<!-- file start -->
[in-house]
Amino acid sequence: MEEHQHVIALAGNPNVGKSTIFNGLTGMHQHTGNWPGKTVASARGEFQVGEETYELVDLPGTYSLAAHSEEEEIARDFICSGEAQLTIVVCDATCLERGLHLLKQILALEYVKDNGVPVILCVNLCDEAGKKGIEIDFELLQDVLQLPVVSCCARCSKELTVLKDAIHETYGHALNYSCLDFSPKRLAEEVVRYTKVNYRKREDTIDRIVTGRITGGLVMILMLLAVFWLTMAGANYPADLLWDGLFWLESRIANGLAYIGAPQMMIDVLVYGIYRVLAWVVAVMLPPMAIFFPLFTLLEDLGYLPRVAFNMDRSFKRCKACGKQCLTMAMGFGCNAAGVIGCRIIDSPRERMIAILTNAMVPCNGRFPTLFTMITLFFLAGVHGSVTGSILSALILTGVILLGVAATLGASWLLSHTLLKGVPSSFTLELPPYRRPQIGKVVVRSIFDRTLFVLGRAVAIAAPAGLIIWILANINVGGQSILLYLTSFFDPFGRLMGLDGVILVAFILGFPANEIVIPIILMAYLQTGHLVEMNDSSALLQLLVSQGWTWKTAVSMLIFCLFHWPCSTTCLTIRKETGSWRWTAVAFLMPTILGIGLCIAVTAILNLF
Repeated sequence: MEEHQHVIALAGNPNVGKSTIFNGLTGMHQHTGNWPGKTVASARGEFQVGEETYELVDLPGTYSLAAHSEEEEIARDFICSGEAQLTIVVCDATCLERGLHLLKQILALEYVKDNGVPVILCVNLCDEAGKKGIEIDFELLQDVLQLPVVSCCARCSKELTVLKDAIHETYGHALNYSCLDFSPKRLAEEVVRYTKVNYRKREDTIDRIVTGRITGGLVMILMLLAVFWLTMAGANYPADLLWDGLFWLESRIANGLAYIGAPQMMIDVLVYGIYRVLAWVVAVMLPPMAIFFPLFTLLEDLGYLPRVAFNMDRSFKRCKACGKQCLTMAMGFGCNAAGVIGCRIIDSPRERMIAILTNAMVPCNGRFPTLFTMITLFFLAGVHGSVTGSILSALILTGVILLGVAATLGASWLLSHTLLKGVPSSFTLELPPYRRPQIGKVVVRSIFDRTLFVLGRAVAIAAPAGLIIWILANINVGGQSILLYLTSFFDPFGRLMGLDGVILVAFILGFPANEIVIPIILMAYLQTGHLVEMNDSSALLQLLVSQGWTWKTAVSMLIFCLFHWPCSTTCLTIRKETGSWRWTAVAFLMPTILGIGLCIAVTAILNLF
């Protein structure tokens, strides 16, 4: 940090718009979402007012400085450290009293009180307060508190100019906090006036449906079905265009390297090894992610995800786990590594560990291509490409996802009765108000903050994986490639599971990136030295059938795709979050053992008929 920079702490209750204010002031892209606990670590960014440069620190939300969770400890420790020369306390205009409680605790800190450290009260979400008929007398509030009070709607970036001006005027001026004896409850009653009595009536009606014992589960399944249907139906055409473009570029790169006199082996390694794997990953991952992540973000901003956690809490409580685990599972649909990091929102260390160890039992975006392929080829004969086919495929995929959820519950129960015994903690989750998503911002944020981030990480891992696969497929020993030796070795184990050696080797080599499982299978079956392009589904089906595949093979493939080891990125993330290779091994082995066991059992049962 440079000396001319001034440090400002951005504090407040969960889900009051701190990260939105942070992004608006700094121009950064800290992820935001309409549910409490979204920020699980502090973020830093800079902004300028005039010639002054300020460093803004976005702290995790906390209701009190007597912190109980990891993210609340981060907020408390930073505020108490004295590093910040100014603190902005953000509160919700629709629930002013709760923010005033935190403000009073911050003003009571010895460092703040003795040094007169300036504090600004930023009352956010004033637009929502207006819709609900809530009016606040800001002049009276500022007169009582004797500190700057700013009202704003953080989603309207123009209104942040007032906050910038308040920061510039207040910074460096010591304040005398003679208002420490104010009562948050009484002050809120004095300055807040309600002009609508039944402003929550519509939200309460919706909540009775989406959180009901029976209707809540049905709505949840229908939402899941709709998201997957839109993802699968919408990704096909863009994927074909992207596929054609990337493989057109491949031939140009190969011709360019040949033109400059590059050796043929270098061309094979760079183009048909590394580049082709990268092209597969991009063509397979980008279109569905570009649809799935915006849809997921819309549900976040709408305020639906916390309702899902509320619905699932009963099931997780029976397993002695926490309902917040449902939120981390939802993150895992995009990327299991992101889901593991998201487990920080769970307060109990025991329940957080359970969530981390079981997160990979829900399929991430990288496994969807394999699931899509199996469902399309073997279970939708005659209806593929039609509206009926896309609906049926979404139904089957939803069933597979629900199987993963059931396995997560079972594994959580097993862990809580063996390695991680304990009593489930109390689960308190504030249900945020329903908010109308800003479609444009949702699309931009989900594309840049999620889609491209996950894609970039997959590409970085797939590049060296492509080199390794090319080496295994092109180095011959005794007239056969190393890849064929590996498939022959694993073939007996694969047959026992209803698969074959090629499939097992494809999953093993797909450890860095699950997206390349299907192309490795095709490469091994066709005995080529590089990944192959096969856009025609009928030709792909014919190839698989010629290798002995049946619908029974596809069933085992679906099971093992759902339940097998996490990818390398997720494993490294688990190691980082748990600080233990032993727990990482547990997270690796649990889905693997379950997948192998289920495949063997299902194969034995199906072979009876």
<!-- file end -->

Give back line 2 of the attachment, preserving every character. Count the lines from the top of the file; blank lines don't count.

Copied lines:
Amino acid sequence: MEEHQHVIALAGNPNVGKSTIFNGLTGMHQHTGNWPGKTVASARGEFQVGEETYELVDLPGTYSLAAHSEEEEIARDFICSGEAQLTIVVCDATCLERGLHLLKQILALEYVKDNGVPVILCVNLCDEAGKKGIEIDFELLQDVLQLPVVSCCARCSKELTVLKDAIHETYGHALNYSCLDFSPKRLAEEVVRYTKVNYRKREDTIDRIVTGRITGGLVMILMLLAVFWLTMAGANYPADLLWDGLFWLESRIANGLAYIGAPQMMIDVLVYGIYRVLAWVVAVMLPPMAIFFPLFTLLEDLGYLPRVAFNMDRSFKRCKACGKQCLTMAMGFGCNAAGVIGCRIIDSPRERMIAILTNAMVPCNGRFPTLFTMITLFFLAGVHGSVTGSILSALILTGVILLGVAATLGASWLLSHTLLKGVPSSFTLELPPYRRPQIGKVVVRSIFDRTLFVLGRAVAIAAPAGLIIWILANINVGGQSILLYLTSFFDPFGRLMGLDGVILVAFILGFPANEIVIPIILMAYLQTGHLVEMNDSSALLQLLVSQGWTWKTAVSMLIFCLFHWPCSTTCLTIRKETGSWRWTAVAFLMPTILGIGLCIAVTAILNLF